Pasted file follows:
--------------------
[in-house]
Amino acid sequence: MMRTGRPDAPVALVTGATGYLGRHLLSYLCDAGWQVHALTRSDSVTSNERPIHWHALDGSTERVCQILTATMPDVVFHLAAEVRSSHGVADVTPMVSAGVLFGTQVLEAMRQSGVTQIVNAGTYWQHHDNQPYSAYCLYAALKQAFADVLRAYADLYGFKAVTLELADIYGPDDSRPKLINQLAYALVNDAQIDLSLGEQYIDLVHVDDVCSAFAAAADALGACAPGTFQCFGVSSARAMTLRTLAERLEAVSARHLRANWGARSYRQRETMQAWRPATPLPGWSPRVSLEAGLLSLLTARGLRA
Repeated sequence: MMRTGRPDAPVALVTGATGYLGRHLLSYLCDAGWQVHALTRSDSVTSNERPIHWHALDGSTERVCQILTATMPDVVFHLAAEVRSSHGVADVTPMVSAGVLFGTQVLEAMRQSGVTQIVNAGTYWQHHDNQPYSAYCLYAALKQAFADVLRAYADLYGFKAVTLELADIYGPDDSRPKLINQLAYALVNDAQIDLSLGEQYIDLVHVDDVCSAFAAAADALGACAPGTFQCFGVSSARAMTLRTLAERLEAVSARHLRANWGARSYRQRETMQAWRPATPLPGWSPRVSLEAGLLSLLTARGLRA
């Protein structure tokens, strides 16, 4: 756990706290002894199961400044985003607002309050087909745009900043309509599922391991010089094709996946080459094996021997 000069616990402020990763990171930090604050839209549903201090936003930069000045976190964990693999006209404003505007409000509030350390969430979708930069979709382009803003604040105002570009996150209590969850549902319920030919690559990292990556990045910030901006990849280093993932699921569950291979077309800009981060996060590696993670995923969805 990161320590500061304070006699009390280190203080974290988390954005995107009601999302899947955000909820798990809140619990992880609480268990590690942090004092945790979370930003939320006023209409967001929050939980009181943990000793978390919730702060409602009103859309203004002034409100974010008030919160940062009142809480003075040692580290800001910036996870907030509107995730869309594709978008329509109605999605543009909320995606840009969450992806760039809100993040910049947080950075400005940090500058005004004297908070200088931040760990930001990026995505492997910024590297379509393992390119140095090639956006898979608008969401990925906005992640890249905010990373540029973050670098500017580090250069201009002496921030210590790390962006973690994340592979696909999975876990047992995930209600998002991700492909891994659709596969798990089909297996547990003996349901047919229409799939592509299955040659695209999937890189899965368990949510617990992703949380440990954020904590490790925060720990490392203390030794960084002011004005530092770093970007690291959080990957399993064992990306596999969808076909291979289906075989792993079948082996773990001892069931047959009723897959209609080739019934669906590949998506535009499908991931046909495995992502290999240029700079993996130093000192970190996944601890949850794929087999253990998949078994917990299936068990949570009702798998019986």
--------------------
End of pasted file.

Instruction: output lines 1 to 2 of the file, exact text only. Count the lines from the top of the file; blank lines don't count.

[in-house]
Amino acid sequence: MMRTGRPDAPVALVTGATGYLGRHLLSYLCDAGWQVHALTRSDSVTSNERPIHWHALDGSTERVCQILTATMPDVVFHLAAEVRSSHGVADVTPMVSAGVLFGTQVLEAMRQSGVTQIVNAGTYWQHHDNQPYSAYCLYAALKQAFADVLRAYADLYGFKAVTLELADIYGPDDSRPKLINQLAYALVNDAQIDLSLGEQYIDLVHVDDVCSAFAAAADALGACAPGTFQCFGVSSARAMTLRTLAERLEAVSARHLRANWGARSYRQRETMQAWRPATPLPGWSPRVSLEAGLLSLLTARGLRA